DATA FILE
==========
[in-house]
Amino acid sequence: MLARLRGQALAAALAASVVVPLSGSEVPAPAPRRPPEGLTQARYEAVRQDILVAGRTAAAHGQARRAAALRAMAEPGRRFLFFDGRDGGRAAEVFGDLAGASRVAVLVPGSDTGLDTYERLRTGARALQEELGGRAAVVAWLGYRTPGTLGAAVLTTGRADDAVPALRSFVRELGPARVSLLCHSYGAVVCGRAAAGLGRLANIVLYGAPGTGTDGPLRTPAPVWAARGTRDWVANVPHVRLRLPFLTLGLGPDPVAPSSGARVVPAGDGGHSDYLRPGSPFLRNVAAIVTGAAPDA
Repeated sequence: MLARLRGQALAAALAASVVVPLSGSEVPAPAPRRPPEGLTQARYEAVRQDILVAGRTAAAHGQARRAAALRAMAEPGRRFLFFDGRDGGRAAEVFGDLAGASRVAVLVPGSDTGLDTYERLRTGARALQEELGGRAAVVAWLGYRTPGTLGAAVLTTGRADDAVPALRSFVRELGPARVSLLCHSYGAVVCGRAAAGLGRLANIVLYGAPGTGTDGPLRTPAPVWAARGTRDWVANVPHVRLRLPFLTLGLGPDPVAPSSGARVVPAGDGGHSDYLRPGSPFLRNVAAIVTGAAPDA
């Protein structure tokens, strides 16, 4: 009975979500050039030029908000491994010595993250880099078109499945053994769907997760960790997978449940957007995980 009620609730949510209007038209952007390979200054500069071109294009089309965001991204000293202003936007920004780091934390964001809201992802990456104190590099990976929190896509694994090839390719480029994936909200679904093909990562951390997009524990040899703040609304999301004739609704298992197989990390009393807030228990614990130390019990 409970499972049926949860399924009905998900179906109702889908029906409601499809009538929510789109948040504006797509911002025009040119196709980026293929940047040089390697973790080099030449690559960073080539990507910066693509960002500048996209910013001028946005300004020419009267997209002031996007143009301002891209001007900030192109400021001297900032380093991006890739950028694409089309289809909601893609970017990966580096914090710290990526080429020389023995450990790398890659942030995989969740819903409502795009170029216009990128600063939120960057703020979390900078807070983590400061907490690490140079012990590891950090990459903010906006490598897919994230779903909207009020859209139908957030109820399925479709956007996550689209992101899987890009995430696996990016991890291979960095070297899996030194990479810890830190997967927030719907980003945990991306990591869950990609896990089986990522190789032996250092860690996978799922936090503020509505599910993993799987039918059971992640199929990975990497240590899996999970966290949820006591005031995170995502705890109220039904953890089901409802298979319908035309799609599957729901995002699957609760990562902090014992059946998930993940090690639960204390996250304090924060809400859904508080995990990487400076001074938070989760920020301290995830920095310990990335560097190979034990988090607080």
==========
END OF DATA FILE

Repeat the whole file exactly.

[in-house]
Amino acid sequence: MLARLRGQALAAALAASVVVPLSGSEVPAPAPRRPPEGLTQARYEAVRQDILVAGRTAAAHGQARRAAALRAMAEPGRRFLFFDGRDGGRAAEVFGDLAGASRVAVLVPGSDTGLDTYERLRTGARALQEELGGRAAVVAWLGYRTPGTLGAAVLTTGRADDAVPALRSFVRELGPARVSLLCHSYGAVVCGRAAAGLGRLANIVLYGAPGTGTDGPLRTPAPVWAARGTRDWVANVPHVRLRLPFLTLGLGPDPVAPSSGARVVPAGDGGHSDYLRPGSPFLRNVAAIVTGAAPDA
Repeated sequence: MLARLRGQALAAALAASVVVPLSGSEVPAPAPRRPPEGLTQARYEAVRQDILVAGRTAAAHGQARRAAALRAMAEPGRRFLFFDGRDGGRAAEVFGDLAGASRVAVLVPGSDTGLDTYERLRTGARALQEELGGRAAVVAWLGYRTPGTLGAAVLTTGRADDAVPALRSFVRELGPARVSLLCHSYGAVVCGRAAAGLGRLANIVLYGAPGTGTDGPLRTPAPVWAARGTRDWVANVPHVRLRLPFLTLGLGPDPVAPSSGARVVPAGDGGHSDYLRPGSPFLRNVAAIVTGAAPDA
């Protein structure tokens, strides 16, 4: 009975979500050039030029908000491994010595993250880099078109499945053994769907997760960790997978449940957007995980 009620609730949510209007038209952007390979200054500069071109294009089309965001991204000293202003936007920004780091934390964001809201992802990456104190590099990976929190896509694994090839390719480029994936909200679904093909990562951390997009524990040899703040609304999301004739609704298992197989990390009393807030228990614990130390019990 409970499972049926949860399924009905998900179906109702889908029906409601499809009538929510789109948040504006797509911002025009040119196709980026293929940047040089390697973790080099030449690559960073080539990507910066693509960002500048996209910013001028946005300004020419009267997209002031996007143009301002891209001007900030192109400021001297900032380093991006890739950028694409089309289809909601893609970017990966580096914090710290990526080429020389023995450990790398890659942030995989969740819903409502795009170029216009990128600063939120960057703020979390900078807070983590400061907490690490140079012990590891950090990459903010906006490598897919994230779903909207009020859209139908957030109820399925479709956007996550689209992101899987890009995430696996990016991890291979960095070297899996030194990479810890830190997967927030719907980003945990991306990591869950990609896990089986990522190789032996250092860690996978799922936090503020509505599910993993799987039918059971992640199929990975990497240590899996999970966290949820006591005031995170995502705890109220039904953890089901409802298979319908035309799609599957729901995002699957609760990562902090014992059946998930993940090690639960204390996250304090924060809400859904508080995990990487400076001074938070989760920020301290995830920095310990990335560097190979034990988090607080």